AND most new home owners suddenly convert from lefty blue DNC to Full BLOWN right red GOP when that first tax bill comes due!

        1. avatar Imayeti says:

          Send the family a bill for carpet cleaning and ammo.

    3. avatar R. Corrino says:

      You would be surprised how many residents in the bay area, not San Francisco but its surrounding cities and counties are armed. It is just that these are the people who are quiet, go on with their lives and unfortunately, do not vote as they believe that their votes mean nothing. Sadly, they are correct. The vocal minority is the one the State government panders to and this will only be stopped if we conservatives get off our asses and start shouting louder.

  5. avatar tsbhoa.p.jr says:

    if you count the number of air vent louvers you can approximate the age of that type11.

    1. avatar enuf says:

      Solid rear window so after 1953.

      Other than that just not enough of the car for me to say what year it is.

      1. avatar Tom in Oregon says:

        If those high back seats are stock, it’s at least a ‘68.

        1. avatar jwm says:

          Memories………

        2. avatar Bob in Calif says:

          High back seats..’68 or later
          Louvered rear deck lid..’69 or later
          Bumpers changed in ’70 so I’d peg this one as a ’69.
          And by the way, it’s a type I.

    2. avatar Geoff "I got your Super Bowl right *here*" PR says:

      How in the hell could that VW ‘Bug’ survive without dissolving into a pool of rust, considering it was literally soaking in that salt air?

      1. avatar strych9 says:

        Proper care.

        My mother used to tell everyone she taught, from freshmen to PhD students the same thing: “If you can name one thing, that is object, in the physical world that doesn’t involve chemistry you get an A (or degree as the case may have been)”.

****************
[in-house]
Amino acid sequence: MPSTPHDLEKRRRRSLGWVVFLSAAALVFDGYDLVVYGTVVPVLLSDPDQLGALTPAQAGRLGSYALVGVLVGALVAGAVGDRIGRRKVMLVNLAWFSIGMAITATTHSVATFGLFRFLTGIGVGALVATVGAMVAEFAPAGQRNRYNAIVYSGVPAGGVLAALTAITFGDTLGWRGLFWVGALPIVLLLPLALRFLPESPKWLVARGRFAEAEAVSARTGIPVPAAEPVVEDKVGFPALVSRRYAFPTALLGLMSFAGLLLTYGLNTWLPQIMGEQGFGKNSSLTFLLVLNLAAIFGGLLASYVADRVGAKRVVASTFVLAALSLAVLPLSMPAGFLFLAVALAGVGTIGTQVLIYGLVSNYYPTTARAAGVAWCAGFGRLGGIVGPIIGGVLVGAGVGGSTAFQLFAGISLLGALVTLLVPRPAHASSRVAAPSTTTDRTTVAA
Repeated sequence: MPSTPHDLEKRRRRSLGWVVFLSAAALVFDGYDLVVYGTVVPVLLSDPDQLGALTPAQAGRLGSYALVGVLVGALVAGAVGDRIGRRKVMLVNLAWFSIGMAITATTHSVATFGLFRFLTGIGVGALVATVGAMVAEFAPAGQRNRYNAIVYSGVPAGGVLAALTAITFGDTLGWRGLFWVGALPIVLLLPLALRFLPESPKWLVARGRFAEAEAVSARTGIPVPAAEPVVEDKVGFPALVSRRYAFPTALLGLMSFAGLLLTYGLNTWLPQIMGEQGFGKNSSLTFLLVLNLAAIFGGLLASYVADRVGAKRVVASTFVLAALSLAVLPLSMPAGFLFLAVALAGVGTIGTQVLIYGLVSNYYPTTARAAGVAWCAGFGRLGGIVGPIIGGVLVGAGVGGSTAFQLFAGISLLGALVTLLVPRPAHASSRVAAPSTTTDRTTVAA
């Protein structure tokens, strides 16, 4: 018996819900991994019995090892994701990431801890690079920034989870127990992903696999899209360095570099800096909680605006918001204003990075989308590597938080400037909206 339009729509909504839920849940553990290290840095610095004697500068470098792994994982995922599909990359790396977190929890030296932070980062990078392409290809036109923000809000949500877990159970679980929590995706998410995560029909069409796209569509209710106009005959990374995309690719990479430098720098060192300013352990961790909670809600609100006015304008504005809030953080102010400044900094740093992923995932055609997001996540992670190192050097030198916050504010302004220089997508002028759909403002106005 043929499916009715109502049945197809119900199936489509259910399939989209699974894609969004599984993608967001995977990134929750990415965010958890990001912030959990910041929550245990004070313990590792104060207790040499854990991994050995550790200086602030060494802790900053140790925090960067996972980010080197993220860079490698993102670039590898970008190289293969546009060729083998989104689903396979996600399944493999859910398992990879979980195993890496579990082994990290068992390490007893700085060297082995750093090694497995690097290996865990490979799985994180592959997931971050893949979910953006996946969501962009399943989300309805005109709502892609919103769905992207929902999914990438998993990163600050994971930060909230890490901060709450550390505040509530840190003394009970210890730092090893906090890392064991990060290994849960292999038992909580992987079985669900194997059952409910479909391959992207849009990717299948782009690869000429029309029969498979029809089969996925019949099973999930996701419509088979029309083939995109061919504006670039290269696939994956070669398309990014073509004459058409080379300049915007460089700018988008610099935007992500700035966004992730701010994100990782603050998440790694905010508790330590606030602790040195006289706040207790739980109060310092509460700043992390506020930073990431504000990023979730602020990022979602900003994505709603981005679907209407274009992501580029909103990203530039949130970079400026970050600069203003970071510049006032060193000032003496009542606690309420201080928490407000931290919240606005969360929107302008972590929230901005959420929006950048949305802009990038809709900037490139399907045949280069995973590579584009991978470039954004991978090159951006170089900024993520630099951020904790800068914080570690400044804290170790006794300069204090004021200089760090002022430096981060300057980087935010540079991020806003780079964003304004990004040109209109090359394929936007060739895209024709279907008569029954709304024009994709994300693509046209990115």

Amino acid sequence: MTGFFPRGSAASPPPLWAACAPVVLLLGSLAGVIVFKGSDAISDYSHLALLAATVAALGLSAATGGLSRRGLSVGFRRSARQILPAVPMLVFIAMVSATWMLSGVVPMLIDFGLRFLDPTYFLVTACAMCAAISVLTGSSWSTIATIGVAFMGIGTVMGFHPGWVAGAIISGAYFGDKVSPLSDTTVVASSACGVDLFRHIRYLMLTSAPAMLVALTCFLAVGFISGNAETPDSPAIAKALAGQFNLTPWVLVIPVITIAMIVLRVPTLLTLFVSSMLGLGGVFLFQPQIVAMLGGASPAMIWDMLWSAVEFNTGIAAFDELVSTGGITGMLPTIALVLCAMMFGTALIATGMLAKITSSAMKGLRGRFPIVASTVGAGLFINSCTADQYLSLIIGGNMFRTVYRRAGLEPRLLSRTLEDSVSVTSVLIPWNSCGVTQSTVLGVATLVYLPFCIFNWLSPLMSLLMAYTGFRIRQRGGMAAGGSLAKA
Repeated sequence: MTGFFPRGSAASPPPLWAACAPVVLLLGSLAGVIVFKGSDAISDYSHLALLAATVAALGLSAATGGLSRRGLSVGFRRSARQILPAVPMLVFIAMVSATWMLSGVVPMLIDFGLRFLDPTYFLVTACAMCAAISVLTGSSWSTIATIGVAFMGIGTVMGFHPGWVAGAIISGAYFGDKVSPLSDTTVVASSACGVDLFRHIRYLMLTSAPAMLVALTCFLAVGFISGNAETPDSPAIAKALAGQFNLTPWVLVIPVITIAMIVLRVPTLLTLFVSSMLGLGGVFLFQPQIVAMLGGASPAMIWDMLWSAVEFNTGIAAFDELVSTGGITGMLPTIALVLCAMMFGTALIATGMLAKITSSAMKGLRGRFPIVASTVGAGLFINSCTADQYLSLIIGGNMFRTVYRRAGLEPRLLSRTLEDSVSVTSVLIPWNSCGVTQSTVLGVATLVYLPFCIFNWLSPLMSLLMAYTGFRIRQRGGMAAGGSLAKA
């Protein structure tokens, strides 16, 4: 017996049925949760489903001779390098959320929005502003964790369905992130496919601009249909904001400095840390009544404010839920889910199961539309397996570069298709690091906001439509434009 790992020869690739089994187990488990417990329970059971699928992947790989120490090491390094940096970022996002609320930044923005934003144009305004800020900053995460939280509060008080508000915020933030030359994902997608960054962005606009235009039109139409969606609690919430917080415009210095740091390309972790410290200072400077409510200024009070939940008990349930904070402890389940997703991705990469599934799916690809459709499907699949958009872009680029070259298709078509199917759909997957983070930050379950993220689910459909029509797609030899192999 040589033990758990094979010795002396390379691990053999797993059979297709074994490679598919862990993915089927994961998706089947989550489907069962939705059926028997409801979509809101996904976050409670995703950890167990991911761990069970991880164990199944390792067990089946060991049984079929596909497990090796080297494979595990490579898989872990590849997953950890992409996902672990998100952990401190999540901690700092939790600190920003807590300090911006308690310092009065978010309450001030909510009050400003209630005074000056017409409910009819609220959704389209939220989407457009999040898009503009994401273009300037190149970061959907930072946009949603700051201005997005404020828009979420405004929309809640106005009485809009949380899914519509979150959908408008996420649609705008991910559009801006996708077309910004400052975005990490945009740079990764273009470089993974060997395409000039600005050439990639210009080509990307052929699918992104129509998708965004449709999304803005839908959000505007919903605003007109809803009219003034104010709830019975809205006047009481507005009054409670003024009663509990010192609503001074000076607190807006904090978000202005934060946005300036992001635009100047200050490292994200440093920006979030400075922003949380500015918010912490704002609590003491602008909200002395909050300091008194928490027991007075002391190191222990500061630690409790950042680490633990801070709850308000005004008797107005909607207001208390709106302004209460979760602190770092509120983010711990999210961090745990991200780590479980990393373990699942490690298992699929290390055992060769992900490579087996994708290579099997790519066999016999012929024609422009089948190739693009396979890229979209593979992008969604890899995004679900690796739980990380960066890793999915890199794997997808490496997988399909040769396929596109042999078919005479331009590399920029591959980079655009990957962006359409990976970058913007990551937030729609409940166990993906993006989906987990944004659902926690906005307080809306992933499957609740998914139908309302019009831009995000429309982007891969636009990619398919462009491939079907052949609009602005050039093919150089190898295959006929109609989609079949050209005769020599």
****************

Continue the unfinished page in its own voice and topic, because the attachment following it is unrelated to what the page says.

No one ever managed to get that freebee.

      2. avatar jwm says:

        CA has a true car culture. I see classics used as daily drivers. You go from point a to point b here and you’re liable to encounter damn near any kind of car that can be licensed. I saw a Bently going past on my morning walk today.

        People take better care of their vehicles than they do of themselves here.

  6. avatar GS650G says:

    These events slow down the same types if crime for a while by reminding the scum there is no appeal, and no leniency from an armed victim.

  7. avatar OBOB says:

    I just looked up that address area

    OHHH MY F__KING GOD!!
    A 600sqft 1 bed 1 bath 750,000$$$!!!!!!!!!!!!!!!!!!!!!!!!!!!!!!!!!!!!!!!!!!!!!!!!!!!!!!!!!!!!!!!!!!!!!

    1. avatar guy says:

      Its insane!

  8. avatar Billb says:

    So the lush Peelosi will have this murderer tarred and feathered for daring to have a, GASP, GUN! when old booze head strictly forbade it!

    1. avatar R. Corrino says:

      It was barely in the news around here. Only Fox made a quick mention of it.

      It does not fit the narrative and it looks like the homeowner did everything by the book so they may nave to invent charges to indict him.

  9. avatar Dennis says:

    Awwww, he was probably just lookin for a place to take a dump!

    1. avatar bryan1980 says:

      Should’ve just used the sidewalk live everyone else!

      1. avatar bryan1980 says:

        *like

  10. avatar Fire says:

    One down 10,000+ to go!!

  11. avatar Bierce Ambrose says:

    Soon to be Prosecuted Deplorable Gun Vigilante to be Prosecuted for Gratuitous Assisination of Home Invader

    There FIFY

  12. avatar bob says:

    Anyone else have an ad come up that was for Elizibeth Warren for president that smeared Trump as a rich kid?

    TTAG airing pro Democrat advertisement? Follow the money.

    1. avatar Ian in Transit says:

      No ads at all using Brave browser.

    2. avatar uncommon_sense says:

      bob,

      No. Most websites do not directly show advertisements. They typically allow a third party to show advertisements on their website.

      Think of it as TTaG providing a small space on their web page and an advertising agency pays TTaG for that small space. Then Business Z pays that advertising agency to display Business Z’s advertisement in that space. Thus, TTaG quite literally has basically no idea (nor control) over what appears in that space.

      1. avatar Toni Smith says: